All Hallow’s Eve is nigh and spirits will soon be roaming everywhere. You’ll even find them at Bayside’s friendly pubs, where booze — and spirits — will be flowing non-stop during the scariest weekend of the year. Bayside residents are getting ready for a potentially massive pub crawl that will be hitting neighborhood streets Saturday, Oct. 28, when zombies, mummies, ghouls, and other frightful creatures crawl into town and scare the bejesus out of everyone.
A popular Astoria bartender is preparing for the fight of his life…with a lot of help from his friends. They say what goes around comes around. And that proved to be true when it came to the outpouring of love and support Stewart Whalley got from Astoria’s tight-knit bar community and other compassionate locals, after finding out he had Hodgkin lymphoma over the summer.
Musical artist Joyce Sims is back and better than ever. If you haven’t added her timeless ‘80s tunes to your favorite playlist, you really ought to. Do you remember when those songs filled the airwaves back when big hair was in? It seems that cool, old school vibes never go out of style. And over the decades, the songs that played on the radio were the background music to your life. You or someone you know may have heard Sims’ hits while driving or out shopping.
Muck Rack makes it simple to find people, tweets, or articles that mention any name, keyword, company, hashtag etc. We've compiled this guide to help you make the most of your search.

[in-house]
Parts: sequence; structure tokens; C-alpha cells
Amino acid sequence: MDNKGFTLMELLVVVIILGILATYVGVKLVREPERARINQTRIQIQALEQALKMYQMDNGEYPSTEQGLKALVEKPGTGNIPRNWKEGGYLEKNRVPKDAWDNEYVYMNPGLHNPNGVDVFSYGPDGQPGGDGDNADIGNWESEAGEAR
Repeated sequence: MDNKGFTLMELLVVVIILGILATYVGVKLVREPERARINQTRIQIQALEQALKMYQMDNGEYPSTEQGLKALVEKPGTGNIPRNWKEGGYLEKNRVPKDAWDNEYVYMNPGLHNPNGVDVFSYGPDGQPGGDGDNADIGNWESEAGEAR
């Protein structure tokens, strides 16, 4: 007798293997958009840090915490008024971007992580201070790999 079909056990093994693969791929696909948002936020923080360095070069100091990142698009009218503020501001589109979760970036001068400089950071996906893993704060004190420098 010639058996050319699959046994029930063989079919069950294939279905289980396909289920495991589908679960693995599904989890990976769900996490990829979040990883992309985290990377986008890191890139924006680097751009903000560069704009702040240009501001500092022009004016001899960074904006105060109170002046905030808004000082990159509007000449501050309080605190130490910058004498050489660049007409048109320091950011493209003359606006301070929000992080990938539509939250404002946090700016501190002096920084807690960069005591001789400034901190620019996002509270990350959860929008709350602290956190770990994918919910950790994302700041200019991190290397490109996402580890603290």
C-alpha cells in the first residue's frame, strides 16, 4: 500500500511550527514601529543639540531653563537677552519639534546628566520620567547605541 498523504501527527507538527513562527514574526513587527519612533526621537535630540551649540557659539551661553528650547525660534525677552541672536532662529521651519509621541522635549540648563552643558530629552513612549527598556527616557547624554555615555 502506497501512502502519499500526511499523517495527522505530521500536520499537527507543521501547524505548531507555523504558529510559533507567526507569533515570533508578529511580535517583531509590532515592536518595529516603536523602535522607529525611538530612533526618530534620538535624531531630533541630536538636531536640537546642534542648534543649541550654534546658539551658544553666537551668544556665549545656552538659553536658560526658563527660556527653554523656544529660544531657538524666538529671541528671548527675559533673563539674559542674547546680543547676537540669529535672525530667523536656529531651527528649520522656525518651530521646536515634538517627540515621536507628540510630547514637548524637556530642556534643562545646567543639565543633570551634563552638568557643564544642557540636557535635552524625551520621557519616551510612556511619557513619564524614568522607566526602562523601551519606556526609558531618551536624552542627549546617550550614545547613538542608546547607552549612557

Selecting a term
Start searching tweets, articles from media outlets, articles mentioned in tweets, journalists'
names, titles and bios with some suggested searches:
Companies or Topics (e.g. iPhone, Microsoft)
Phrases (e.g. "cloud computing") — use quotes to keep the terms together
Twitter handles (e.g. @username) — returns those who have mentioned or replied to
Names (e.g. "David Pogue")
Hashtags (e.g. #sxsw, #london2012)
Bio details (e.g. vegan, Olympics, father)
Muck Rack's Advanced Search allows for many boolean operators.
Find results that mention multiple specified terms, use AND or
+. For example, ensure each result contains both Elon Musk and Mark Zuckerberg by
searching Musk AND Zuckerberg or Musk + Zuckerberg.
Use the operators OR or , to broaden your search when you'd like either of
multiple terms to appear in results. (This is the default behavior of our search when no operators
are used). For example, results will contain either cake or cookie by searching cake OR cookie or cake,cookie
Use NOT or - to subtract results from your search. For
example, searching Disney will yield results about the Walt Disney Company as well as Walt Disney
World Resort. To exclude mentions of Disney World, search for Disney -World or Disney
When using one of these operators with a phrase, enclose it in quotation marks. For example, you can
find results about smartphones excluding Apple's iPhone 4S by searching smartphone -"iPhone
Exact case matching or punctuation
If you're searching for a brand name or keyword that relies on specific punctuation marks or capitalization, you can
find results that match your exact query by adding matchcase: before the keyword you're searching for, like matchcase:E*TRADE .
Use parentheses to separate multiple
boolean phrases. For example, to find journalists talking about having fun in Disney World or
Disneyland, search for ("disney world" OR disneyland) AND fun.
An asterisk can be used to search for any variation of a root word truncated by the asterisk. For example, searching for admin* will return results for administrator, administration, administer, administered, etc.
A near operator is an AND operator where you can control the distance between the words. You can vary the distance the near operation uses by adding a forward slash and number (between 0-99) such as strawberries NEAR/10 "whipped cream", which means the strawberries must exist within 10 words of "whipped cream".